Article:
1media/Man cross-dressing_thumb.jpg2020-05-04T16:56:41-07:00Alexis Bard Johnson9328ae6a5985e503ee2cbc8a82cadb50636ac23d370892Man cross-dressing with a wild hat. This photograph was part of a set that was deemed inappropriate by a photo shop in Philadelphia and never returned to the customer. Circa 1957.plain2020-05-04T16:57:13-07:00unknownColl2012-034 Philadelphia gay wedding photographsONE Archives at the USC Libraries20150709Courtesy of ONE Archives at the USC LibrariesMan cross-dressing with a wild hat. This photograph was part of a set that was deemed inappropriate by a photo shop in Philadelphia and never returned to the customer. Circa 1957.KMGay menCross-dressingPennsylvaniaUS203946-0700Man cross-dressingPhiladelphiaUnited StatesAlexis Bard Johnson9328ae6a5985e503ee2cbc8a82cadb50636ac23d
12020-05-18T18:50:12-07:00Week 5 (May 18, 2020)3plain2020-06-04T17:23:22-07:00This archival image depicts a man wearing a large feather hat, a shimmering shawl, and black skirt--or it might be a dress--and black shiny heels. He crouches in front of a wood-slatted room divider. Someone's loafers with black socks appear just to the left, and on the far right is a small table covered in doilies and a few items. His face is lit by a flash and his smile and eyes are bright. He strikes a pose more typical of models in magazines. Though we know little about the person pictured, he looks happy to be captured on film, pleased with the outfit he's chosen for this special occasion. This image highlights the creativity involved in dressing, the power of wearing clothes that make us feel good, and the joy of being oneself in front of the camera or an audience.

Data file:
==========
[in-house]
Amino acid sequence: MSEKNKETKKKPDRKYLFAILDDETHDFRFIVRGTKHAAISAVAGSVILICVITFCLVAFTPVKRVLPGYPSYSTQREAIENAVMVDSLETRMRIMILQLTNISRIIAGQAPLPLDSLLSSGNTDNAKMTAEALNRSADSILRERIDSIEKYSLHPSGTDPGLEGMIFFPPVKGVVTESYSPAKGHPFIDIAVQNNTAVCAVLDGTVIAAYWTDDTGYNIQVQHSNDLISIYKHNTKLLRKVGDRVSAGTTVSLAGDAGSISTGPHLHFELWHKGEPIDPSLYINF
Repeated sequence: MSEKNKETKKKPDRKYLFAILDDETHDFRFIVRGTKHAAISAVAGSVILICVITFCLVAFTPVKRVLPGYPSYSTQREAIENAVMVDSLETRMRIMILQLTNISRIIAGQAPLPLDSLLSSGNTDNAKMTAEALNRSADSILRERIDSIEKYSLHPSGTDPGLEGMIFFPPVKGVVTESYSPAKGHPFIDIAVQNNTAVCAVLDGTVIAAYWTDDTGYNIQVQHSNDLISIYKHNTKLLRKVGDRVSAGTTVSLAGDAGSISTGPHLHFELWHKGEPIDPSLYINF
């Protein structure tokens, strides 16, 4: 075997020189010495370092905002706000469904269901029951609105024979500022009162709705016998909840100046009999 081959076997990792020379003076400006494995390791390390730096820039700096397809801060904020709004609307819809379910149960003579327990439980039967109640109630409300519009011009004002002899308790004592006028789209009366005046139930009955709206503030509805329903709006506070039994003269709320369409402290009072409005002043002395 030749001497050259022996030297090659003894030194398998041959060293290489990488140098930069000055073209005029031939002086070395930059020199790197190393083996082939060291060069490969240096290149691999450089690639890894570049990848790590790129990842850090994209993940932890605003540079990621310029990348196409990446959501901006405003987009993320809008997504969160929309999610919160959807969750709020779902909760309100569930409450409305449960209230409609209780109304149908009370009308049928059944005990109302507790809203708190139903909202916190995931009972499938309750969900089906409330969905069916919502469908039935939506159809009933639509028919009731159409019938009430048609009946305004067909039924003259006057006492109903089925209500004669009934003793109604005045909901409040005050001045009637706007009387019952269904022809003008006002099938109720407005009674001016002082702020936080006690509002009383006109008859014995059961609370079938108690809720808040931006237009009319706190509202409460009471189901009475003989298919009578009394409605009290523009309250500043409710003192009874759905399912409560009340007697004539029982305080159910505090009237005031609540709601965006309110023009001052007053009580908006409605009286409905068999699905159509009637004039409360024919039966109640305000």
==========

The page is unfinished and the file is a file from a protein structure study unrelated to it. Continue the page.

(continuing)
This photograph is part of a set of photographs circa 1957 that shows friends attending a gay wedding being held at home. Because these activities would not have been safe outside the house, they had to take place at home with a small group of friends. There, they could celebrate and dress as they wished.
This image as well as the rest in the set also serve as a reminder of the ways people and representations are policed by others. This group of photographs came to the ONE Archives at the USC Libraries by way of an employee of the Philadelphia photo-lab where these images were printed and that retained an unauthorized copy of the photographs. It is thanks to this anonymous person that we have a record of these gay men getting married surrounded by their friends. Though we don't know how many sets were printed, and perhaps a set was returned to the family?even perfectly mundane photographs of such occasions could be deemed inappropriate and kept out of circulation. Though the censorship might be of different things now, or play out in different ways, this photograph speaks to the enduring power of an image and the ways in which living one's true self can be hindered by others. While we can't go to a friend's house to gather like this man did here, we can make space at home to dress and represent our selves how we wish.